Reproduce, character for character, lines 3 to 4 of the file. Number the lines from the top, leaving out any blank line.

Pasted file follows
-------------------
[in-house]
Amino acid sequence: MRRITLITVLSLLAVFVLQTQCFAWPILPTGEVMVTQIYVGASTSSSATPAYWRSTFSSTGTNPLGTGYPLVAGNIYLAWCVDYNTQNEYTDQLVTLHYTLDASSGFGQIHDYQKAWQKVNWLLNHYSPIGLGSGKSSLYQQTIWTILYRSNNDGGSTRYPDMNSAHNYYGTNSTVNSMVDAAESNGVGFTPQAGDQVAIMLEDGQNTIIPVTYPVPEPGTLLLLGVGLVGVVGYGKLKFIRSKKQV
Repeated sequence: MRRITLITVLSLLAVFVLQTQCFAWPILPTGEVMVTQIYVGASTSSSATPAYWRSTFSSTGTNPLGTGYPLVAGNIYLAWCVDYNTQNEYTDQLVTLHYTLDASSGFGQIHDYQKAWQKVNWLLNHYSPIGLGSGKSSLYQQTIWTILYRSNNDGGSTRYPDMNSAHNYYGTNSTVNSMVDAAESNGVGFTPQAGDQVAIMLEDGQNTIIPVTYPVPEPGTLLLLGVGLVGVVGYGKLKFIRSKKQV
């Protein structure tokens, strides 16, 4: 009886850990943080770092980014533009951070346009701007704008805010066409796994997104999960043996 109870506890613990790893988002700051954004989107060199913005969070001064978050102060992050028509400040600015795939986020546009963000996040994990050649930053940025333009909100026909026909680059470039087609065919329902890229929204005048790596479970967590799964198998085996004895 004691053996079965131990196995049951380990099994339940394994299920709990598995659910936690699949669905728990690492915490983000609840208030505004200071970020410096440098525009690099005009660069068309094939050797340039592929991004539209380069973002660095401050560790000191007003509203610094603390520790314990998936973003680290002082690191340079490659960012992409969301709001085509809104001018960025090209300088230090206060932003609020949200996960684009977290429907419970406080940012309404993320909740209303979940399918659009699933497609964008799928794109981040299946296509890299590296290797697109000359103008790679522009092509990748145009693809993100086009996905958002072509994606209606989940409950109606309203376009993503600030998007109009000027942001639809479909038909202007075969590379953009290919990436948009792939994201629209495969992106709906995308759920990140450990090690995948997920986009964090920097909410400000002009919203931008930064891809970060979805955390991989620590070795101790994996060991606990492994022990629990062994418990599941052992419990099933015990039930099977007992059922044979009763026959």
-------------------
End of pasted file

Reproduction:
Repeated sequence: MRRITLITVLSLLAVFVLQTQCFAWPILPTGEVMVTQIYVGASTSSSATPAYWRSTFSSTGTNPLGTGYPLVAGNIYLAWCVDYNTQNEYTDQLVTLHYTLDASSGFGQIHDYQKAWQKVNWLLNHYSPIGLGSGKSSLYQQTIWTILYRSNNDGGSTRYPDMNSAHNYYGTNSTVNSMVDAAESNGVGFTPQAGDQVAIMLEDGQNTIIPVTYPVPEPGTLLLLGVGLVGVVGYGKLKFIRSKKQV
């Protein structure tokens, strides 16, 4: 009886850990943080770092980014533009951070346009701007704008805010066409796994997104999960043996 109870506890613990790893988002700051954004989107060199913005969070001064978050102060992050028509400040600015795939986020546009963000996040994990050649930053940025333009909100026909026909680059470039087609065919329902890229929204005048790596479970967590799964198998085996004895 004691053996079965131990196995049951380990099994339940394994299920709990598995659910936690699949669905728990690492915490983000609840208030505004200071970020410096440098525009690099005009660069068309094939050797340039592929991004539209380069973002660095401050560790000191007003509203610094603390520790314990998936973003680290002082690191340079490659960012992409969301709001085509809104001018960025090209300088230090206060932003609020949200996960684009977290429907419970406080940012309404993320909740209303979940399918659009699933497609964008799928794109981040299946296509890299590296290797697109000359103008790679522009092509990748145009693809993100086009996905958002072509994606209606989940409950109606309203376009993503600030998007109009000027942001639809479909038909202007075969590379953009290919990436948009792939994201629209495969992106709906995308759920990140450990090690995948997920986009964090920097909410400000002009919203931008930064891809970060979805955390991989620590070795101790994996060991606990492994022990629990062994418990599941052992419990099933015990039930099977007992059922044979009763026959």